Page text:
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The Daily Wildcat

The Daily Wildcat


    A soluble crisis

    Matt Stonecolumnist
    Matt Stone

    Water is an acute problem in Arizona, but around the world, its scarcity has become a source of conflict and strife for millions.

    In Shanhou, China, the recent diversion of the Juma River to a petrochemical plant in Beijing has negatively affected 120,000 villagers who rely on the Juma as their primary source of drinking and irrigation water. Crop yields in Shanhou have since dropped to an all-time low.

    In the Middle East, Saudi Arabia and Israel pursue the unsustainable cultivation of wheat and rice, both water-intensive crops, in one of the most arid regions in the world. Alleged water hoarding by Israel has made water resources an especially sticky point in any future peace talks with the Palestinian Authority.

    In Somalia, a two-year “”war of the well”” near the village of Rabdore left 250 men dead as gun-toting warlords and thugs hoarded the precious few water wells in the area. As Fatuma Ali Mahmood, a widow of a man who died in the fighting, explained, “”Thirst forces men to this horror of war.””

    Somalia may be at the vanguard of a larger trend in the international system. Within East Africa itself, 11 million people have been affected by a long-running drought that has ravaged livestock and agricultural crops. Some scholars have even tied the ongoing genocide in Darfur to increasingly scarce water resources in the region.

    In 1994, the acclaimed journalist Robert Kaplan published a piece in the Atlantic Monthly titled “”The Coming Anarchy,”” which outlined the disintegration of the nation-state into resource-hungry private armies throughout the nondeveloped world. According to many Clinton administration officials, Kaplan’s pessimistic outlook on the future of international relations had a profound effect on President Clinton himself and became a “”de riguer citation among Cabinet members appearing before Congress.””

    Kaplan’s “”coming anarchy”” may or may not transpire – it may be occurring now – but it is not inevitable. The tools to build a water-resource-sustainable society are already at hand.

    One such tool is known is demand management, which entails compelling consumers – whether private citizens, industries or farmers – to cut down on water use. How? By connecting water usage to prices, thereby giving consumers an economic incentive to use less water.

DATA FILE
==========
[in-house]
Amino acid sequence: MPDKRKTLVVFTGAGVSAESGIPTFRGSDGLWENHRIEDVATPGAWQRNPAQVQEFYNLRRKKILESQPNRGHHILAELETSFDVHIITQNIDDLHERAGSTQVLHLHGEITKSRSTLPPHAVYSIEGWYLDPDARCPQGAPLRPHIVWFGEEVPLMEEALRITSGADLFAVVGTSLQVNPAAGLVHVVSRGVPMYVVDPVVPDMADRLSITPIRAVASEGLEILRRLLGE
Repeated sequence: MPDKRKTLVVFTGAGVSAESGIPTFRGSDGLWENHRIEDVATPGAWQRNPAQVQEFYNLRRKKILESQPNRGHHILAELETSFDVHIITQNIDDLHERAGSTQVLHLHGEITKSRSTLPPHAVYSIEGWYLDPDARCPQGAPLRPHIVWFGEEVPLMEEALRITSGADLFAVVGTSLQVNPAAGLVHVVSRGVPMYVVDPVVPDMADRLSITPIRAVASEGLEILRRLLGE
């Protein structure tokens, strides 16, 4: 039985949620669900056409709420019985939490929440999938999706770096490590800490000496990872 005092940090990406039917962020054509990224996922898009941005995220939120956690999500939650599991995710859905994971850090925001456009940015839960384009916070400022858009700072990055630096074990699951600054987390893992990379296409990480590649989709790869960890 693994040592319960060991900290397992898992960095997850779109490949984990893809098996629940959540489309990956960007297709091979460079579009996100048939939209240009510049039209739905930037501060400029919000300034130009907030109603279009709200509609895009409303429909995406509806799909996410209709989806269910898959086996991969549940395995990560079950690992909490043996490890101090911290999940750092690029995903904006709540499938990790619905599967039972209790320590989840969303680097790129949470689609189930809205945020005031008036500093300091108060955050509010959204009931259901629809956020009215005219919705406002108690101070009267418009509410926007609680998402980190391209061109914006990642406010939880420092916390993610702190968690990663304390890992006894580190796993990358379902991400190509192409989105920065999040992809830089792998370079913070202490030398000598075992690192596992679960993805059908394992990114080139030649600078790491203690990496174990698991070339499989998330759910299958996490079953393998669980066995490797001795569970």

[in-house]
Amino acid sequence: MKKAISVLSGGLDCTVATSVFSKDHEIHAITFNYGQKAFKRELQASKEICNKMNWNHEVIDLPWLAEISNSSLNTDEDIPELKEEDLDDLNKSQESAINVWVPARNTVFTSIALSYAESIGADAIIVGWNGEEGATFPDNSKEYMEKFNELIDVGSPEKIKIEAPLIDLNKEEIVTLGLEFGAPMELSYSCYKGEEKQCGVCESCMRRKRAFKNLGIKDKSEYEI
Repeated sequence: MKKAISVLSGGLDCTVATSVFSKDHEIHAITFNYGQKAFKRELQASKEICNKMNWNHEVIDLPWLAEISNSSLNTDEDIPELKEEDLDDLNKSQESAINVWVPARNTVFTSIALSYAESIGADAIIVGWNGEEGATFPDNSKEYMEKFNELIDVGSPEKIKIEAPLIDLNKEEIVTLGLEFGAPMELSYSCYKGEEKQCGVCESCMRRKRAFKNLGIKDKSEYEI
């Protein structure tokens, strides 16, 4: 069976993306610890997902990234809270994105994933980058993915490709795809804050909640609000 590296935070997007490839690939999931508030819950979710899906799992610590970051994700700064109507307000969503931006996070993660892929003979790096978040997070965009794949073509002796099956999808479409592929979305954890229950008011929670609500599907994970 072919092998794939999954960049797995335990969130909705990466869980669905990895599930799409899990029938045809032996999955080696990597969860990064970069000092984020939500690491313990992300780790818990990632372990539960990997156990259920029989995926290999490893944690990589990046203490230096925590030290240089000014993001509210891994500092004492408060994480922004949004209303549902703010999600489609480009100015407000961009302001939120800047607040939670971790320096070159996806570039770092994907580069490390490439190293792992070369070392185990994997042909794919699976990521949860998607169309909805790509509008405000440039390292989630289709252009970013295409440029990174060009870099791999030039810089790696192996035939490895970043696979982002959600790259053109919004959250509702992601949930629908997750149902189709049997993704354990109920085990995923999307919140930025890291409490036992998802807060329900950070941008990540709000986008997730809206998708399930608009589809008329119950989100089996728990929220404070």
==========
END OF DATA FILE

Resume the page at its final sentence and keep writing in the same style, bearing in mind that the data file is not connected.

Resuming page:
Already, Chile, South Africa and Australia have successfully employed such a policy. In South Africa, the first 25 liters of water per day – considered a “”reasonable minimum”” – are completely free, after which prices for water rise sharply. Chile charges everyone for water use but provides the poor with stamps to redeem against their bills.

    Australia has allowed a bigger role for the private sector as well. Whereas all water is considered firmly under government control, private companies can compete for service contracts that are temporary and tradable.

    A system of water exchanges has also been instituted: If the city of Adelaide requires more water than allotted, it can purchase water rights from those farmers who have a surplus of water. The price mechanism encourages water-efficient practices by companies, farmers, governments and citizens alike.

    The tools to build a water-resource-sustainable society are already at hand.

    But the most effective means to reduce water consumption lies in the agriculture sector. In the developed world, nearly 50 percent of water is consumed by agriculture; in the nondeveloped world, that figure stands at 80 percent. Agricultural subsidies allow farmers to plant water-intensive crops when, in a true market system, they could not compete.

    Highly subsidized sugar crops in Florida are contributing to the desiccation of the Everglades. In Saudi Arabia, agricultural subsidies allow farmers to grow wheat at a cost 100 times the world price. Not only does this make no economic sense, it is also environmentally catastrophic.

    Such policies are inept. America too will need to decide how to avoid its own water-born “”coming anarchy.”” It starts with tying water usage to price and eliminating thickheaded agricultural subsidies.

    In the meantime, Mark Twain’s famous witticism will continue to resound: “”Whiskey is for drinking; water is for fighting over.””

    Matt Stone is a junior majoring in international studies and economics. He can be reached at

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